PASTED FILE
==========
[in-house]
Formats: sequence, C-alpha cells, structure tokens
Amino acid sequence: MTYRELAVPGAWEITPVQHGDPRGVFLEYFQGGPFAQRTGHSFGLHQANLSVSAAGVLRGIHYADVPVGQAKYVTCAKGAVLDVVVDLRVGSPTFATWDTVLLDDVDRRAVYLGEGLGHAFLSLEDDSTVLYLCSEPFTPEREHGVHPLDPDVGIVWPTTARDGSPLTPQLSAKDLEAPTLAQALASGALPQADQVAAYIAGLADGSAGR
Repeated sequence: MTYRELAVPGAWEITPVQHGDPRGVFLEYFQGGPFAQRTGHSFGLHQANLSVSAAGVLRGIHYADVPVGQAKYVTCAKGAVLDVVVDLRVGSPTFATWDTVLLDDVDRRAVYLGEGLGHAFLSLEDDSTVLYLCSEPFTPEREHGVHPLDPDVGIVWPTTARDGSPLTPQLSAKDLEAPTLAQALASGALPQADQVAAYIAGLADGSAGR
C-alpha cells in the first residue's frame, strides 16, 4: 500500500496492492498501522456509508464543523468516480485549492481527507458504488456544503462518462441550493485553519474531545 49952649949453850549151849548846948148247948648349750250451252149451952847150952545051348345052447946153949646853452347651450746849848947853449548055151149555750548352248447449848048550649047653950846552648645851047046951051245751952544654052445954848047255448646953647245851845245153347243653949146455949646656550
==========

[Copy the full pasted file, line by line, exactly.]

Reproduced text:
[in-house]
Formats: sequence, C-alpha cells, structure tokens
Amino acid sequence: MTYRELAVPGAWEITPVQHGDPRGVFLEYFQGGPFAQRTGHSFGLHQANLSVSAAGVLRGIHYADVPVGQAKYVTCAKGAVLDVVVDLRVGSPTFATWDTVLLDDVDRRAVYLGEGLGHAFLSLEDDSTVLYLCSEPFTPEREHGVHPLDPDVGIVWPTTARDGSPLTPQLSAKDLEAPTLAQALASGALPQADQVAAYIAGLADGSAGR
Repeated sequence: MTYRELAVPGAWEITPVQHGDPRGVFLEYFQGGPFAQRTGHSFGLHQANLSVSAAGVLRGIHYADVPVGQAKYVTCAKGAVLDVVVDLRVGSPTFATWDTVLLDDVDRRAVYLGEGLGHAFLSLEDDSTVLYLCSEPFTPEREHGVHPLDPDVGIVWPTTARDGSPLTPQLSAKDLEAPTLAQALASGALPQADQVAAYIAGLADGSAGR
C-alpha cells in the first residue's frame, strides 16, 4: 500500500496492492498501522456509508464543523468516480485549492481527507458504488456544503462518462441550493485553519474531545 49952649949453850549151849548846948148247948648349750250451252149451952847150952545051348345052447946153949646853452347651450746849848947853449548055151149555750548352248447449848048550649047653950846552648645851047046951051245751952544654052445954848047255448646953647245851845245153347243653949146455949646656550